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For the Love of all things Natural

Saturday, March 5, 2016

VBAC in the Face of Denial

When I had my first child in 2011 I imagined a beautiful natural birth. What I got instead was an emergency C-section after an incredibly long and traumatic labor. While it was far from my ideal birth plan, at the time it was a necessary blessing and thankfully the hospital I delivered in made it as good a situation as possible. The day after my surgery, the OB who had performed the C-section stopped in and informed me that she had ensured a solid double closure suture with a low transverse scar, giving me the best chance for a vaginal delivery with my next child (a VBAC or vaginal birth after cesarean).

36 Weeks and Almost Ready to Pop!
During medical school I lost 4 pregnancies in the first trimester, each time immediately after stressful finals. My doctor and I did a full medical workup and could find no medical reason why I hadn't been able to carry the pregnancies, so it was blamed solely on stress and as soon as I graduated I again got pregnant and this time it stuck! Even through a stressful move, camping to wait for our house to be ready, and my board exams, I had a little life inside that was determined to make it. 

When I made it successfully out of the first trimester *sigh* I finally sought out a provider who I wanted to deliver my baby. The small town we moved to only had one hospital and as I soon found out, the hospital has a strict "no planned VBAC" policy. The only way to VBAC there is to show up in active labor, sign AMA (against medical advice) forms and "waive legal rights." I have spoken with a mama who did indeed have a successful VBAC at the hospital and her description of the whole situation made me cringe. Since VBAC is allowed under Oregon licensing for midwives, I sought out a midwife who would agree to allow me to VBAC in the town's only free-standing birth center. See the following for more on midwife license coverage for VBACs:  http://azdhs.gov/documents/licensing/special/midwives/committees/mspac/additional-resources/state-laws-chart-vbac-br-mg.pdf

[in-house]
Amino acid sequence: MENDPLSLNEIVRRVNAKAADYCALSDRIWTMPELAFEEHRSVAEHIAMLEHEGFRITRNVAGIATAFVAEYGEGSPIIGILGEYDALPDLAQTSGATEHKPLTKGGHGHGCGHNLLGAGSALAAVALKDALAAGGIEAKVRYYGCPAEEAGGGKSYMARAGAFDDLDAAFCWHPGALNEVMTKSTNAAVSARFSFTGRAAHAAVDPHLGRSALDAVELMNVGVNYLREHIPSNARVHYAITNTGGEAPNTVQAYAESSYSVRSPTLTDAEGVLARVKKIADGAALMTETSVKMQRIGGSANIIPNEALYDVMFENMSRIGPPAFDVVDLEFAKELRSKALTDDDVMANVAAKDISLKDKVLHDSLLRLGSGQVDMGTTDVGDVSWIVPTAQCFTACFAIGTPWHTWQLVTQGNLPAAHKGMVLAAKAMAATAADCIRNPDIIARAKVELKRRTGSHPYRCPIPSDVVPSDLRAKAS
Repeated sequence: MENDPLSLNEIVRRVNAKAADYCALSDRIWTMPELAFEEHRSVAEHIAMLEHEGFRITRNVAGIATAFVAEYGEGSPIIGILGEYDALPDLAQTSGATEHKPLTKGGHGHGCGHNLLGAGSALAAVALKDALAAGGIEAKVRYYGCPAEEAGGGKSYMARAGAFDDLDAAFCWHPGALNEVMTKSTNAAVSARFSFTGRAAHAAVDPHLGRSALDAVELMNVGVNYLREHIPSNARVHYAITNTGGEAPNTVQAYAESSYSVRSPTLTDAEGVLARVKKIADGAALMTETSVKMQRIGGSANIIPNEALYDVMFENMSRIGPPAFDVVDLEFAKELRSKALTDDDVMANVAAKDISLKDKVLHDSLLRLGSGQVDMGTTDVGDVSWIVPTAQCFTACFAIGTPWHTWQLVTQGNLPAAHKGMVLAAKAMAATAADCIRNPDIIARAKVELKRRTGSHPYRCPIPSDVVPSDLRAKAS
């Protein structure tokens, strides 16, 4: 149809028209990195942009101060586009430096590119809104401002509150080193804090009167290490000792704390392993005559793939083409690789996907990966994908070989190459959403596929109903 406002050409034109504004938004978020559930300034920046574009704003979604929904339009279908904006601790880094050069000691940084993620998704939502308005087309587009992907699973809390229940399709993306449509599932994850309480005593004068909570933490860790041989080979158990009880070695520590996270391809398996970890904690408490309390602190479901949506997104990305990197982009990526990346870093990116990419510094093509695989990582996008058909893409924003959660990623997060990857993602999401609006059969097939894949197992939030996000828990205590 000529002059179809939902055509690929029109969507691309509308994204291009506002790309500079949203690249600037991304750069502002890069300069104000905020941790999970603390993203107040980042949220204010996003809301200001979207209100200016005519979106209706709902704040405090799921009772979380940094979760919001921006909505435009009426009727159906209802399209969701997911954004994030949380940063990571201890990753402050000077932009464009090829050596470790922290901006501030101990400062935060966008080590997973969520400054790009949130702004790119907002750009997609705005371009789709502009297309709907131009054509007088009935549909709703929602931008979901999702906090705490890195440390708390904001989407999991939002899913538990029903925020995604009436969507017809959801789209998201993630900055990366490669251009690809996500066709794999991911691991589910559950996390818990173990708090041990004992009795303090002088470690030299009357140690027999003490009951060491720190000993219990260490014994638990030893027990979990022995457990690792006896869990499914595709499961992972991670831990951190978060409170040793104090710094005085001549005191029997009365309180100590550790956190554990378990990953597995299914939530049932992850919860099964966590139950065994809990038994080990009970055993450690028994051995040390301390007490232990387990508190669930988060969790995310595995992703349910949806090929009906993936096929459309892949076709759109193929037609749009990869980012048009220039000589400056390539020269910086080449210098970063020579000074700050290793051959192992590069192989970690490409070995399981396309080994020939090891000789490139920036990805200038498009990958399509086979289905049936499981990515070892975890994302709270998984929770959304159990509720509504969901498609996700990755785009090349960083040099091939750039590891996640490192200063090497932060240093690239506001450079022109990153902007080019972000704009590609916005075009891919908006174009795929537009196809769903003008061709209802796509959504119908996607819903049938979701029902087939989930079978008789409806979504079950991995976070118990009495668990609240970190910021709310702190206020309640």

Since I was so newly graduated and practicing, my income was and is low enough to qualify me for insurance coverage with Oregon Medicaid (Oregon Health Plan). In the past, as soon as you are documented to be pregnant you would be switched from your local CCO (coordinated care organization) to "Open Card" which meant you had a greater choice of providers. As my midwife was not on the local CCO, we immediately submitted my documentation and application for open card status. However, little did I know that Oregon was in the process of re-writing OHP regulations regarding "out of hospital" (OOH) birth which meant there would be an individual review of every open card application for an OOH birth. 

My initial application for open card was initially "pended" citing that I needed to have an OB sign off on the multiple miscarriages I had experienced. I complied readily and the OB gladly signed off on the miscarriages since I was well past the first trimester "danger zone." He also went over the options I mentioned above regarding VBAC or repeat C-section at our local hospital. Since by this time I had done my research thoroughly, my mind was firmly made up in favor of a planned VBAC over C-section for the reasons and statistics I will list at the bottom of this article. Again, my midwife and her staff sent in the documentation of my consult but my card application was still "pended" for a total of 3 months, meanwhile I was waiting impatiently, getting ever more pregnant and nervous about whether the cost of my birth would be covered.